Allegations of 'hear no evil, see no evil' culture within NDIS watchdog

Allegations of 'hear no evil, see no evil' culture within NDIS watchdog

Federal Member for Mayo Rebekha Sharkie is calling for an urgent review into claims of a 'hear no evil, see no evil' culture within the NDIS Quality and Safeguards Commission in South Australia.

The call comes after the Centre Alliance spokesperson for Social Services raised allegations in Federal Parliament about serious systemic failings within the Commission raised by whistleblower former employees.

These failings allege a culture of discouraging active investigations into reportable incidents; long delays in triaging a huge caseload of incidents; no assistance to improve compliance through education; insufficient training for frontline staff; no information sharing with state agencies and between teams within the Commission; and a directive not to make unannounced visits to care providers.

“It appears that the Commission is avoiding doing the job it has been specifically set up to do,” Rebekha said today.

“The allegations shared with me suggest there is no appetite for proactive compliance and frankly the Commission seems to take a ‘hear no evil, see no evil’ approach to regulation.

“I believe these allegations are backed by the interim report of the South Australian Government’s Safeguarding Taskforce into the shocking death of Ann Marie Smith.

“The report found that the Commission was ‘unclear about the handling of reports of matters of concern’ with a ‘gap in undertaking proactive visits to vet the performance of providers’.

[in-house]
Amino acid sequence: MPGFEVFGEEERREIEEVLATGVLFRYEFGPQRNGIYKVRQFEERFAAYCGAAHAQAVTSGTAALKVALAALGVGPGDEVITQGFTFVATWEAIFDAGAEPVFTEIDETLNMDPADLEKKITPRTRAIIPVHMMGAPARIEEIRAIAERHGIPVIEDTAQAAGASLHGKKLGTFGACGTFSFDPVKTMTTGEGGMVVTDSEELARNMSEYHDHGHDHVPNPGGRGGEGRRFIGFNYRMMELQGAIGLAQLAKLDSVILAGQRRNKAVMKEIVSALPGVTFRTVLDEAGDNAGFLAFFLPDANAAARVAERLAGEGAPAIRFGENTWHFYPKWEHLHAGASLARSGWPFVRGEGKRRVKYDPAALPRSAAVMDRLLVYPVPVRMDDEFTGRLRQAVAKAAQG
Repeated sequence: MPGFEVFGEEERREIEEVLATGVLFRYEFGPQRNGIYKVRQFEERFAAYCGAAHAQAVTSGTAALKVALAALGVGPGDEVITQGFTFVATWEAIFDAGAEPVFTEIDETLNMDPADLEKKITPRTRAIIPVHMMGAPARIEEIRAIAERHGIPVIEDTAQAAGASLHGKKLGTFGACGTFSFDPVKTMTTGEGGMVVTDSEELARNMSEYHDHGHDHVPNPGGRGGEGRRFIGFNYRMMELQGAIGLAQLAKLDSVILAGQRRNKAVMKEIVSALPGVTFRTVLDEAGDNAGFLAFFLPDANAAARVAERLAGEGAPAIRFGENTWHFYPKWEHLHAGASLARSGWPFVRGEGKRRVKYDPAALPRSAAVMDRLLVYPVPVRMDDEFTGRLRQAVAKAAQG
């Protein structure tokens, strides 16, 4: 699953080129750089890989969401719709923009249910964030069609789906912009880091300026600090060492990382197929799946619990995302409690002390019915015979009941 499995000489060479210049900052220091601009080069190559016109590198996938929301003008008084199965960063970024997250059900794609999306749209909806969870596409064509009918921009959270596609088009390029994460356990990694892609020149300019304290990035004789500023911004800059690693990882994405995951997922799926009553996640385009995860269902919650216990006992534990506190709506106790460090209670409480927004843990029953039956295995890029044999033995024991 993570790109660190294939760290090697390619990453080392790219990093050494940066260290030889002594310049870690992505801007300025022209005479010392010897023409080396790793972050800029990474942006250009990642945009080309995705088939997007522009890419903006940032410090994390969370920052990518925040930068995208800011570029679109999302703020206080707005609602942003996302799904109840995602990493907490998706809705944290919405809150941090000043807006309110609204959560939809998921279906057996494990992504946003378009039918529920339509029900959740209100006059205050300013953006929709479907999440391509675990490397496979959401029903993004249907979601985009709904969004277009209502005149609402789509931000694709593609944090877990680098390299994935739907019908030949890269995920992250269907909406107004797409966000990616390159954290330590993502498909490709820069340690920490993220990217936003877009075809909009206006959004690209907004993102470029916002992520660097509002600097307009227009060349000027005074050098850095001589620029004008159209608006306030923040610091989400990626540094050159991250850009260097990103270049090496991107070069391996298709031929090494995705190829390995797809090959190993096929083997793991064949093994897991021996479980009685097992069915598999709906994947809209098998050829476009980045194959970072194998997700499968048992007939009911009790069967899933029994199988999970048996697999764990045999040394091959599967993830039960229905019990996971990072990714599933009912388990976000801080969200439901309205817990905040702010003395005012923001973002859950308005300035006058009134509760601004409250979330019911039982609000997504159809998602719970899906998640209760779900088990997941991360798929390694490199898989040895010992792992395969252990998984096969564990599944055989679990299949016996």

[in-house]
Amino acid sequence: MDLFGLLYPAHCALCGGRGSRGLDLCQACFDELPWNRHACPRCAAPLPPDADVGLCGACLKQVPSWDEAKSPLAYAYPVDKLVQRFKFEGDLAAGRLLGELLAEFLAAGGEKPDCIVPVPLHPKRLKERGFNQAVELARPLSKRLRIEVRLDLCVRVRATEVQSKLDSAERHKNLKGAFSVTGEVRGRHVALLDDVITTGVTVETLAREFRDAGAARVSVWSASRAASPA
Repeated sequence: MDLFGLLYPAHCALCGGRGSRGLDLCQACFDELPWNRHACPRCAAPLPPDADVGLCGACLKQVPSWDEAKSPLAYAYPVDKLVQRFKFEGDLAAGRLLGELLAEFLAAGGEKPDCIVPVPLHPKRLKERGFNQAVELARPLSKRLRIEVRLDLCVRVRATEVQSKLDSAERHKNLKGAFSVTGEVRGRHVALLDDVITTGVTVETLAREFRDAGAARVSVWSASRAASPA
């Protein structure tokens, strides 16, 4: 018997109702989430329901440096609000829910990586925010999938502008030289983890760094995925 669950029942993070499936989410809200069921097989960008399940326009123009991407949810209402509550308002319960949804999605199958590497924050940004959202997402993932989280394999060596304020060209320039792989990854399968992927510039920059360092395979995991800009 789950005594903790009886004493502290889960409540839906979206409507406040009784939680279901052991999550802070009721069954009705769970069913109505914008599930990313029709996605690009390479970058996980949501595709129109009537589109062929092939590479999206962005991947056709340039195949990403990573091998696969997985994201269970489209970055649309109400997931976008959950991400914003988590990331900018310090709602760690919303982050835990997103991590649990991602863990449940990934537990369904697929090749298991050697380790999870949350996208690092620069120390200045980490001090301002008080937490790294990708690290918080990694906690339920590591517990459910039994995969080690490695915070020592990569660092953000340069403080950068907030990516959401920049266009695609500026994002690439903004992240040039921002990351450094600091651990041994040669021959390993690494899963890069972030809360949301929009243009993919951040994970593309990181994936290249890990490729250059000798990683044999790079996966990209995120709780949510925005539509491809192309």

“Having spoken to a number of former Commission employees, highly qualified individuals, I am deeply concerned that many more cases of abuse and neglect are continuing unchecked.

“The regulatory framework exists for the Commission to do its job.

“There needs to be an urgent review into why this is not happening because if there is no cop on the beat, providers have no incentive to maintain best practice.

“I appreciate there is an ongoing investigation into the Commission in so far as it relates to the death of Ms Smith, however, the information I have received suggests that there are broader systemic failings that need to be addressed as a matter of urgency.”

In Rebekha’s speech to Parliament, she raised allegations about serious incidents that were either not investigated or failed to be referred for investigation for several months because they were not triaged correctly by frontline staff with huge workloads and inadequate training.

“The capacity for taking strong regulatory action is essential in ensuring NDIS participants can live lives free from violence, abuse, neglect and exploitation,” Rebekha said.

“Until the NDIS Quality and Safeguard Commission in South Australia can demonstrate that it is able to do so, people living with disability remain at risk.”